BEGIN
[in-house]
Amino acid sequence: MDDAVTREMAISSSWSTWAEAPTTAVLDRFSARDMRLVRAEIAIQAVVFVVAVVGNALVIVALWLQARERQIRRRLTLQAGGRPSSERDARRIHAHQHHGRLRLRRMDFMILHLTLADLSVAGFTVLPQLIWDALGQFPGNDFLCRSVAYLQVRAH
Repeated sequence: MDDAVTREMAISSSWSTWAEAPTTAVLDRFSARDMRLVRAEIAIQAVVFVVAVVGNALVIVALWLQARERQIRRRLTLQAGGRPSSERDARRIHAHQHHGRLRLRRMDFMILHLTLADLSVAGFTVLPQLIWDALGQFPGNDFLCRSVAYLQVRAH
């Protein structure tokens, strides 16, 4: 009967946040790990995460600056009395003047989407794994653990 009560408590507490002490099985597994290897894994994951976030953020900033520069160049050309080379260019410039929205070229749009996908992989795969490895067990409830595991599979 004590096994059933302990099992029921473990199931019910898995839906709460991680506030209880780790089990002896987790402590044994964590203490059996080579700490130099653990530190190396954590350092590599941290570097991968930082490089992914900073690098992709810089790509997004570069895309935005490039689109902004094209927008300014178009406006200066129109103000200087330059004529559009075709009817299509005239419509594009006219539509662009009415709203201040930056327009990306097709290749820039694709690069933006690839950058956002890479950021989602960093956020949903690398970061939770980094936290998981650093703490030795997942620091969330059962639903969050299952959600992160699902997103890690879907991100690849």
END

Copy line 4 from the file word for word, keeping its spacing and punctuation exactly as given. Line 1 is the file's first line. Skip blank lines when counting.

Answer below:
């Protein structure tokens, strides 16, 4: 009967946040790990995460600056009395003047989407794994653990 009560408590507490002490099985597994290897894994994951976030953020900033520069160049050309080379260019410039929205070229749009996908992989795969490895067990409830595991599979 004590096994059933302990099992029921473990199931019910898995839906709460991680506030209880780790089990002896987790402590044994964590203490059996080579700490130099653990530190190396954590350092590599941290570097991968930082490089992914900073690098992709810089790509997004570069895309935005490039689109902004094209927008300014178009406006200066129109103000200087330059004529559009075709009817299509005239419509594009006219539509662009009415709203201040930056327009990306097709290749820039694709690069933006690839950058956002890479950021989602960093956020949903690398970061939770980094936290998981650093703490030795997942620091969330059962639903969050299952959600992160699902997103890690879907991100690849």